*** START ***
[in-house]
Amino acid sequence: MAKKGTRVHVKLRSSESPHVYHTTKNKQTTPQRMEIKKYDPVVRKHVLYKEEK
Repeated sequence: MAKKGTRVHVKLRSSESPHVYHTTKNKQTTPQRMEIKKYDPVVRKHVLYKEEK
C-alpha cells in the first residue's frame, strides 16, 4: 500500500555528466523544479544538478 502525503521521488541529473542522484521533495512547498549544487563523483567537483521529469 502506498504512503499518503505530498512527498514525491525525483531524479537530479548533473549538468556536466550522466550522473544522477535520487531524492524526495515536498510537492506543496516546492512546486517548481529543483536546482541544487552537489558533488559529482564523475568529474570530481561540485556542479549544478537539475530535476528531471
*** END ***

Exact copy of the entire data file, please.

[in-house]
Amino acid sequence: MAKKGTRVHVKLRSSESPHVYHTTKNKQTTPQRMEIKKYDPVVRKHVLYKEEK
Repeated sequence: MAKKGTRVHVKLRSSESPHVYHTTKNKQTTPQRMEIKKYDPVVRKHVLYKEEK
C-alpha cells in the first residue's frame, strides 16, 4: 500500500555528466523544479544538478 502525503521521488541529473542522484521533495512547498549544487563523483567537483521529469 502506498504512503499518503505530498512527498514525491525525483531524479537530479548533473549538468556536466550522466550522473544522477535520487531524492524526495515536498510537492506543496516546492512546486517548481529543483536546482541544487552537489558533488559529482564523475568529474570530481561540485556542479549544478537539475530535476528531471